I’m surprised this is the first time it has come up for me, given it’s probably my number one hot-button word – always has been.
I lost home when I was five years old and I suppose I’ve been searching for it ever since. The first years of my life, I lived in an apartment in Karlsruhe with my parents, brothers and grandparents. It must have been quite crowded – through my eyes, it was safe and warm. What I remember most about those early years are my grandparents, especially my grandfather who loved and spoiled us, took us on outings, played music for us, told us stories and treated us as very precious little beings. Christmas was the most magical time in that wonderful place. And always there was a sense of “gemutlichkeit,” which is difficult to translate – comfort, ease, warmth and love – all rolled into one.
Then we travelled to Canada and it was cold. But we were young and adaptable and loved playing in the snow. What changed so desperately with the move was not the physical distance – it was what happened for my mother who was terribly homesick and could not embrace this new northern land. And I do mean northern – living on the fringes of Sudbury Ontario. It is only now that I am beginning to understand what a very difficult time she had. I don’t think she ever fully recovered from the trauma of that move.
I don’t for one minute doubt that her unhappiness had profound effects on me – on all three of her children.
My first real experience of touching on the significance of “home” came when I was about 12 years old and on a family driving vacation (our first vacation ever) we encountered the Adirondack Mountains. Yes, I had been home as a young child but was too young to be aware of it. On this occasion, when we drove into the mountains, I cried, sobbed out of control – great heaving, gasping cries. I couldn’t understand it – all I knew was that I had entered some place where I needed to be. I had to stay here. There was a beauty – there was something that called to me and told me, “You are home.”
Since then I have always needed the mountains in order to feel whole and to feel that I was where I belonged. I’ve chased the dream of home all my life. When I lived in Toronto, I went to Switzerland each year to hike. When I discovered the West Coast, I realized I could live in Canada and be happy here. One year, when my ex and I moved back to Toronto, I was desperate to go back to the mountains on the West Coast.
For 16 years, I lived above the stable in Cedar and I think those years were the most grounded and content of my life – with brief forays into grief due to failed romances – the usual stuff (sigh) But overall, especially the last dozen years – true contentment. I had a cozy home, hills and mountains to hike, all within easy driving distance – and latterly, terrific hiking friends.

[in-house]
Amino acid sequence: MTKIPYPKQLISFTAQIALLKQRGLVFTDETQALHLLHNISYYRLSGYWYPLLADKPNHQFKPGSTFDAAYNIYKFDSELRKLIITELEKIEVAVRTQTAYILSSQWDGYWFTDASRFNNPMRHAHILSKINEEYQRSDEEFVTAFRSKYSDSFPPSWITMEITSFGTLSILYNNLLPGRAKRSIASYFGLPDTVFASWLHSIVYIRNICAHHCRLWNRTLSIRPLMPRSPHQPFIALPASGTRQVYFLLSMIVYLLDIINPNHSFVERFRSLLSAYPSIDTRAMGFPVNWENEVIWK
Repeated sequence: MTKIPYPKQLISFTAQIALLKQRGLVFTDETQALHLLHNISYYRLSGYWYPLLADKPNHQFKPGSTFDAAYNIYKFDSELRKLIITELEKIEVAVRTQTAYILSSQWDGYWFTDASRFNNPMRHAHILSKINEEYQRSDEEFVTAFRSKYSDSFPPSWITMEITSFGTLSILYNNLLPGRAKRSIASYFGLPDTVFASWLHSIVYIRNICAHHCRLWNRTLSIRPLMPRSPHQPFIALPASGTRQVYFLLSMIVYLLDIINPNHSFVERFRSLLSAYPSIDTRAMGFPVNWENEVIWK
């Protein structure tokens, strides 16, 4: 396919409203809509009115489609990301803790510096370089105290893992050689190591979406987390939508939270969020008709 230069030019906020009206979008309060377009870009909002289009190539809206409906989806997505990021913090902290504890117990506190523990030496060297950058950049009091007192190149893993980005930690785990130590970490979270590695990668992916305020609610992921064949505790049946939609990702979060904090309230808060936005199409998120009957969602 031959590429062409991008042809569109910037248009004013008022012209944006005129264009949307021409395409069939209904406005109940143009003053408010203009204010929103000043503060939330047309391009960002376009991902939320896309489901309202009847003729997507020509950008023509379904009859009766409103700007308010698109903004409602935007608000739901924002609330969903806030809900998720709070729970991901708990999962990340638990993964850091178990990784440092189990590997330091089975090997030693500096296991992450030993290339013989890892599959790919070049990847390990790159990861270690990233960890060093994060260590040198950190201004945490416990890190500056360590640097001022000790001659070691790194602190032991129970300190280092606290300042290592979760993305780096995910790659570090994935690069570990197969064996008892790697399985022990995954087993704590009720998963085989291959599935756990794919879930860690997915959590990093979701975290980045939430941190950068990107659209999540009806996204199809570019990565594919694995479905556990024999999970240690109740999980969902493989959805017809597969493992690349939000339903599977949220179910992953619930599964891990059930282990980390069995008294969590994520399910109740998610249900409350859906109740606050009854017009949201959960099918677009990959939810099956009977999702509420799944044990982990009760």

And now I have fallen in love with Simon – my beautiful man. And in order to live together, we have both given up our “bachelor” digs and have bought this place. And here we are in the mountains and it doesn’t feel like home.
And this is why “home” is the right word for me. This is an opportunity to find what it means for me and where I can find it again. Home is with Simon – there isn’t an inkling of doubt. The question now is, how and where do we create a home together? I need to figure this out. It’s not a question of a house and yet it figures into the mix. I know that I need to be in a place that is warm and beautiful. I am also aware that we can create warmth and beauty where we choose to.
Home isn’t just about looking at mountains – I need to be in amongst them and on them – hugging them. I need to feel a part of them. I know that the alpine of Vancouver Island has something of the alpine of the European Alps – the welcoming warmth – the accessibility – the softness and aged wisdom. They are not young mountains. I know I need space to spread my arms – wildflower meadows or fields to walk through. I know I need the freedom to move.
Sometimes when I think of “home” it feels elusive and almost unattainable. At other times it feels as though it is right here within my grasp. It is for me to create.
I am. however, an earth child – place is important to me. My heart breaks when I see destruction of nature – it soars when I am surrounded by nature’s magnificence. I don’t want to live on a mountaintop. I suspect that such bliss needs to be taken in measured doses – but I do want to know that I can walk to the top of the mountain whenever I feel like it.
Such meandering writing – trying to capture my wandering thoughts. But it’s a start on my search. What I have now that I did not have in my little stable for a dozen years is a huge space in my heart occupied by Simon – who I love more dearly than I have ever loved another human being. He is my husband and he is my commitment for life. I have a monster space inside my heart for his beautiful, incomparable and loving daughter. I have a family. My definition of home is going to expand – already is widening.
But now it’s time to stop pondering. The reality of the day sets in and that includes another half dozen runs up the hill with an empty bucket and an equal number of slips and slides back down with a full bucket trying, this time, not to slop icy water down the insides of my boots.
I have decided, whatever else home might or might not mean, it definitely has to have running water (the water running that is, not me running with buckets full of it).